Scottish Trust Deed - Also Known As A Scottish IVA

A Scottish protected trust deed is only available to residents of Scotland. It is available to people who are currently employed and have over ten thousand pounds of unsecured debt. It is similar in nature to the Individual Voluntary Arrangement (IVA).

Per the Scottish Protected Trust Deed, borrowers can write off up to 90 percent of their unsecured debt. The arrangement is put into place for a specified amount of time dependent on the current circumstances, level of debt, and income and expenditure of an individual. Monthly payments are based on an affordable amount that is worked out as part of the arrangement of the plan, and creditors will receive the funds accumulated at the end of the plan. Any remaining debt after the funds have been received by the creditors will be written off. Monthly payments are handled by the Trustee, also known as the Insolvency Practitioner, who handles the sale of any significant assets and will distribute any monies collected to the creditors. Payments are made over a three year period, after which time the debtor will be virtually debt free. During this period any secured loans, mortgages, and hire purchase commitments will continue to be paid.

To enter into a Scottish Protected Trust Deed, the first step that must be taken is to compose a list of creditors, show how much is owed to each as well as a total amount owed, and propose an affordable payment plan. A normal Trust Deed will then have to placed in the Government Publication known as the Edinburgh Gazette. This is not a publication that is available to the general public, only to Solicitors and larger institutions.

The trustee will then prepare a proposal that will be sent to the creditors for approval. A Protected Trust Deed can then be administered and registered. The Protection Trust Deed will be granted provided that at least two thirds of a person’s creditors approve the plan. Interest will then be frozen on these debts and creditors will not be able to take any legal action against the debtor. Creditors will have a right to any equity that may exist in regards to an individuals home. Payments to the trustee will not need to be made up front. Instead, they will be paid from the plan.

Once entering into a Protected Trust Deed, there will be certain things that will be expected from the debtor or debtors.

  • Co-operation with the Trustee
  • Payment of the agreed upon monthly contribution
  • No undertaking of any further debt
  • The Trustee must be advised of any changes in financial situation including any windfall that may take place while within the term of the arrangement

People can enter into a Protected Trust Deed arrangement for various reasons, such as divorce or medical problems. The benefits that can be achieved by entering into a Protected Trust Deed include not having to deal with harassing calls from or correspond with creditors, affordable payments, frozen interest and penalty charges, and a debt free future. While a Scottish Protective Trust Deed may be similar to an IVA, it should not be confused as the same.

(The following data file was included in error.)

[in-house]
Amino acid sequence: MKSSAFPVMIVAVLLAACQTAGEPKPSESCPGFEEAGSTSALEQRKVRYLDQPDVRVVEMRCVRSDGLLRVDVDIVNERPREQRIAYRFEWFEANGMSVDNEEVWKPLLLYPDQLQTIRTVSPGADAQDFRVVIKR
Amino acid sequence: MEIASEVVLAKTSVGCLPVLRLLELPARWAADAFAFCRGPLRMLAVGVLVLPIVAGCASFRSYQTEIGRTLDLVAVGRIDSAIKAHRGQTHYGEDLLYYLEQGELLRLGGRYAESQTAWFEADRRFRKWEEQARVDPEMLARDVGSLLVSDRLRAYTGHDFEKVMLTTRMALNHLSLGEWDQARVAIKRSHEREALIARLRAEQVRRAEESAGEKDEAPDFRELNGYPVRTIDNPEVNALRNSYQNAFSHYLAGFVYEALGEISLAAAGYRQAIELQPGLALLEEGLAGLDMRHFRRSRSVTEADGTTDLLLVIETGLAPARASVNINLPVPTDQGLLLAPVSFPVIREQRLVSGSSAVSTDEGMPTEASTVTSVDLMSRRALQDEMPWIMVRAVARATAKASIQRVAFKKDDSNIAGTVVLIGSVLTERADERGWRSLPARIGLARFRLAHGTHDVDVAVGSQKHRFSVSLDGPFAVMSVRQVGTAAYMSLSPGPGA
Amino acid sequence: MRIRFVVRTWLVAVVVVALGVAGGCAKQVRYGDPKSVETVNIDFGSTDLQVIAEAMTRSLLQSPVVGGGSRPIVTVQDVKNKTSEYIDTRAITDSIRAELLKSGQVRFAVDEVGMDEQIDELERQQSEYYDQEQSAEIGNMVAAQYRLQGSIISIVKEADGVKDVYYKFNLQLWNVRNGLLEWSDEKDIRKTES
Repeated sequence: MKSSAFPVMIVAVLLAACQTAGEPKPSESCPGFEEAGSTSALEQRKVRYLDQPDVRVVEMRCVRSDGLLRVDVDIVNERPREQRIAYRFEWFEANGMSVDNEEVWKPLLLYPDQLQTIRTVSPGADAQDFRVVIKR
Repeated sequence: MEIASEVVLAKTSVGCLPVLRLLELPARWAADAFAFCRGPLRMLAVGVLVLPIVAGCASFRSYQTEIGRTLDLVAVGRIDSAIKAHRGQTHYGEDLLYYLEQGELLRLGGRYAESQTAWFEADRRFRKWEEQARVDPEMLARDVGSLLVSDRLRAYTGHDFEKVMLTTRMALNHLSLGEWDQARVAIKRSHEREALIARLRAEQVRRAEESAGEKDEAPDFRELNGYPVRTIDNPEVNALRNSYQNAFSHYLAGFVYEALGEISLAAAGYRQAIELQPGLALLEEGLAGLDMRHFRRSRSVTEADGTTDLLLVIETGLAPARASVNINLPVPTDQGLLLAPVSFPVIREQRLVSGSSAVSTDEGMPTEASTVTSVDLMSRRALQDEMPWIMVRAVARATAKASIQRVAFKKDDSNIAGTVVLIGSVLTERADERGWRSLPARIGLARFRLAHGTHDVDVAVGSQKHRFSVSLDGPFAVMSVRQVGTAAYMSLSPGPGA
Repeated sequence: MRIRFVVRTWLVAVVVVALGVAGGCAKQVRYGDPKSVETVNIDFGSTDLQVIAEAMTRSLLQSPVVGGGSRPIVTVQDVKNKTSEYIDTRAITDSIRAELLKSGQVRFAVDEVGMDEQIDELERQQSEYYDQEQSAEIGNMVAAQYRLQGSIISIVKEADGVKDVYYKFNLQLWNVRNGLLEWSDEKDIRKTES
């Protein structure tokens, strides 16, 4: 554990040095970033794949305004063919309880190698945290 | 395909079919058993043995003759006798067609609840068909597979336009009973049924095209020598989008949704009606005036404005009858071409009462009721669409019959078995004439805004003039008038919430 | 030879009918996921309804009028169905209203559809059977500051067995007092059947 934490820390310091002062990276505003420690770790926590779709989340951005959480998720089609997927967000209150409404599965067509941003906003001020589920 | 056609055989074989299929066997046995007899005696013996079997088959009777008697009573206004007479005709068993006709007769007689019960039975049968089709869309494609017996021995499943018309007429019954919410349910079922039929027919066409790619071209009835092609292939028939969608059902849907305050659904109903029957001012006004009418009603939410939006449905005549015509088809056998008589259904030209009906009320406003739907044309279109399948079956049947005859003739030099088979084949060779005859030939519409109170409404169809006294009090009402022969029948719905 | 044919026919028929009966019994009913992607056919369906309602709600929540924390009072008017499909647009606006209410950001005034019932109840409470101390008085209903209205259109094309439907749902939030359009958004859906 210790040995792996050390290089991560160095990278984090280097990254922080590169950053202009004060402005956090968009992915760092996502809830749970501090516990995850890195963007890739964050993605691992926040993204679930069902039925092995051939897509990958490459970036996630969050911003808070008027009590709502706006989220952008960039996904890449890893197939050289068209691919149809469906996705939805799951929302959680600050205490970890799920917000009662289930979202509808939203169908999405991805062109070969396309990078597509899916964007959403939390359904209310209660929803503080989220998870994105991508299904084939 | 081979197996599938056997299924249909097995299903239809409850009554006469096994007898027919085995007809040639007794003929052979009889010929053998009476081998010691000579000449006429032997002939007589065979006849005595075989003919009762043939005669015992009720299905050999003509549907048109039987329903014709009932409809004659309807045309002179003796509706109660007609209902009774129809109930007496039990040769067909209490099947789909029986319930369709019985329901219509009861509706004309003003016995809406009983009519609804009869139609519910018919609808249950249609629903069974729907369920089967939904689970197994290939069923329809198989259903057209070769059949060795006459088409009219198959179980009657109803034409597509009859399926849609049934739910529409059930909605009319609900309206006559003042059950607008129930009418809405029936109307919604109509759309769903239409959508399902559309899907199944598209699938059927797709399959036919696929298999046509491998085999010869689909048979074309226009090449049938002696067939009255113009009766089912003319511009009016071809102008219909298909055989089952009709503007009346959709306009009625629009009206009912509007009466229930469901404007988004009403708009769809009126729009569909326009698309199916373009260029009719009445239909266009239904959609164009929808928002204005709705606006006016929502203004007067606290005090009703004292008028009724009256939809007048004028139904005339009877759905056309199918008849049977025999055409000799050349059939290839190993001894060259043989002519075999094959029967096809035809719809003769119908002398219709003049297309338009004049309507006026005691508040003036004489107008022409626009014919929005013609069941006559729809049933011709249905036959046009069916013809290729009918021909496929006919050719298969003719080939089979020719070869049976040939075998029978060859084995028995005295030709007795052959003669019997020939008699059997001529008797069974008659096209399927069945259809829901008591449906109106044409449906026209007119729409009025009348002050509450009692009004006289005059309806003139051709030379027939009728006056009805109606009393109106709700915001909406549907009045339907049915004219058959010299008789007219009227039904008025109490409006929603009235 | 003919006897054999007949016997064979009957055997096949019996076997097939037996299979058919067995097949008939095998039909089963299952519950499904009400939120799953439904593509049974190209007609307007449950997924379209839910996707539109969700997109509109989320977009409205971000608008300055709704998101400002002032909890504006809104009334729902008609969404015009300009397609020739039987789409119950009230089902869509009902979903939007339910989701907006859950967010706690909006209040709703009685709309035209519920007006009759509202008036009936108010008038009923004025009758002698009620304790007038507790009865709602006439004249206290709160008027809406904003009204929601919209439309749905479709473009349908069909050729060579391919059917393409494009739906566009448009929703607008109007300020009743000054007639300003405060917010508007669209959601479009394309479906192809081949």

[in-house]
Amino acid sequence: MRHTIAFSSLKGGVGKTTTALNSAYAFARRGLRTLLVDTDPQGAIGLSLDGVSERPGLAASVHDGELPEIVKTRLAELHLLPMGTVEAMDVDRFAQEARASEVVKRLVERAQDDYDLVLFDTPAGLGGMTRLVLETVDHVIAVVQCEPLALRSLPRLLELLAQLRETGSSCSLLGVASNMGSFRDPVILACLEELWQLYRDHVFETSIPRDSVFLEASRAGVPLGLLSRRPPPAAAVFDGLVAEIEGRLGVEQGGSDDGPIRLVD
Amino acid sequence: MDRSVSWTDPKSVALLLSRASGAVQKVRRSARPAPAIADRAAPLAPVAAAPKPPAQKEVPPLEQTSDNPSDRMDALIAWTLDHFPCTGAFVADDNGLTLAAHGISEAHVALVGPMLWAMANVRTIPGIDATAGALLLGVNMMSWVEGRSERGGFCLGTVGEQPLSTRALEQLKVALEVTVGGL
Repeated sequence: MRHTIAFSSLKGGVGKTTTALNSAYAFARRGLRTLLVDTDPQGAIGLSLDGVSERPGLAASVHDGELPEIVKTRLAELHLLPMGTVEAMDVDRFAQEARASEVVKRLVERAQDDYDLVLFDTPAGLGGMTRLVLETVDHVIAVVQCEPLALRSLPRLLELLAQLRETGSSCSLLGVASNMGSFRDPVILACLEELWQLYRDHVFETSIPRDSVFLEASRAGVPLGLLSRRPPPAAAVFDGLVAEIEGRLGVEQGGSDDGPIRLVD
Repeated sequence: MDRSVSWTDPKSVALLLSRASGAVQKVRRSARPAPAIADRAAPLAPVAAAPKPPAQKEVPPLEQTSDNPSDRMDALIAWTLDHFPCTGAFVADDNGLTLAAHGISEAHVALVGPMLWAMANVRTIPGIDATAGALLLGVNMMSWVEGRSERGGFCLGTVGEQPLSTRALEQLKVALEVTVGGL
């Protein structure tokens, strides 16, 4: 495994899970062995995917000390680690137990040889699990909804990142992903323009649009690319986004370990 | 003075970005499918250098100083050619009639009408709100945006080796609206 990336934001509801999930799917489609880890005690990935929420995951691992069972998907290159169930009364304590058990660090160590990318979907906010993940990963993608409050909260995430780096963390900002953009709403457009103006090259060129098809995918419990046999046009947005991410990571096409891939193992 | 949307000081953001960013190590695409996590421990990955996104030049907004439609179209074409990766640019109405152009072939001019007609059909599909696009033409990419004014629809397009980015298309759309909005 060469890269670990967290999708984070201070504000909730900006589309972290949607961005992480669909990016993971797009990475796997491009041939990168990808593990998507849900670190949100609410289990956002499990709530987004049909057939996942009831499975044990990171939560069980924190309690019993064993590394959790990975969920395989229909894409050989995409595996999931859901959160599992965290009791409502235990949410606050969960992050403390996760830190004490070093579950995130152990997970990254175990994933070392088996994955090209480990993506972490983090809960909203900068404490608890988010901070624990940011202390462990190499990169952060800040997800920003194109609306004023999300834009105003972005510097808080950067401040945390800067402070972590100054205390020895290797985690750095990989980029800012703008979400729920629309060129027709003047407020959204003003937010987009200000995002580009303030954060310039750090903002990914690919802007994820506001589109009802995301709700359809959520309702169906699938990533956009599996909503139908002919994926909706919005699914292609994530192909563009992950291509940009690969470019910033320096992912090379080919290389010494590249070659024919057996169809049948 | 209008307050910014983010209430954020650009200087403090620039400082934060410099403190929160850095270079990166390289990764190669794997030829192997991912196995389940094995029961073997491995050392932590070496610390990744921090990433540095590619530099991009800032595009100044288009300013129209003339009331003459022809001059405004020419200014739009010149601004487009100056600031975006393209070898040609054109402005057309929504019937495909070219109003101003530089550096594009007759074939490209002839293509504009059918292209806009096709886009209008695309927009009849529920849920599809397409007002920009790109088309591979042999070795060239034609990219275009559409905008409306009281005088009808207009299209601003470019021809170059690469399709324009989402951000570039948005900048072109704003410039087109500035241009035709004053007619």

What Are The Benefits Of A Trust Deed?

  • Debt free in 36 months.
  • All Interest and charges on your debts are frozen.
  • The Monthly payment are based on what you can actually afford.
  • No direct fees to be paid by you but be warned some companies may charge you an upfront fee.
  • No more creditor contact for the duratiion of the Trust Deed.
  • Avoid bankruptcy.
  • Legal action and collection action will stop.
  • Compels you to address your financial management issues.
  • Removal of the temptation to get further into debt.

How Does A Trust Deed Work?

First you will need to  contact an Insolvency Practitioner in Scotland. You will need to provide the IP with information on your current debts, your income, and your expenditure. From there, the Insolvency Practitioner can calculate how much you can realistically afford to pay back each month to your unsecured creditors.

Once you’ve both reached an amount, the IP will begin contacting your creditors to reach an agreement on the debt repayments. Unless there are objections from more than half of your creditors (or from any creditors who ‘own’ more than a third of your unsecured debt), then your Trust Deed will become protected by law.

Once agreed, your Trust Deed cannot be cancelled, and as long as you keep up with the monthly repayment you’ll be debt free in 36 months time.

Will A Trust Deed Affect My Credit Rating?

A Trust Deed will severely affect your ability to get credit over the period of the agreement which in most cases is a minimum of 3 years. During this period, you will not be able to get credit of any kind. Whilst this may cause concern, after the Trust Deed has run its course you will be in a better position to improve your credit rating over the following 12 months, and will have a better handle on living within your means and managing finance better.